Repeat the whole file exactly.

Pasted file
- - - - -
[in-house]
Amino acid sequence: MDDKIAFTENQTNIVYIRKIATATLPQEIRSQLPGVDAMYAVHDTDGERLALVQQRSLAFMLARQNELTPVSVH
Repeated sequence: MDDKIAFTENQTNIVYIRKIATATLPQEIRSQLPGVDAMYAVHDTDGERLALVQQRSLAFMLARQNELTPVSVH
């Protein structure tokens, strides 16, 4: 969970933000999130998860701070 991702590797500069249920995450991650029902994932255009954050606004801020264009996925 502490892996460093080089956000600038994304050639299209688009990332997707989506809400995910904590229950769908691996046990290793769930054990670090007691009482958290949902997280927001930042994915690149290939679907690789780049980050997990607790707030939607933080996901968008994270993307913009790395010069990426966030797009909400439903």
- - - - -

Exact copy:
[in-house]
Amino acid sequence: MDDKIAFTENQTNIVYIRKIATATLPQEIRSQLPGVDAMYAVHDTDGERLALVQQRSLAFMLARQNELTPVSVH
Repeated sequence: MDDKIAFTENQTNIVYIRKIATATLPQEIRSQLPGVDAMYAVHDTDGERLALVQQRSLAFMLARQNELTPVSVH
């Protein structure tokens, strides 16, 4: 969970933000999130998860701070 991702590797500069249920995450991650029902994932255009954050606004801020264009996925 502490892996460093080089956000600038994304050639299209688009990332997707989506809400995910904590229950769908691996046990290793769930054990670090007691009482958290949902997280927001930042994915690149290939679907690789780049980050997990607790707030939607933080996901968008994270993307913009790395010069990426966030797009909400439903």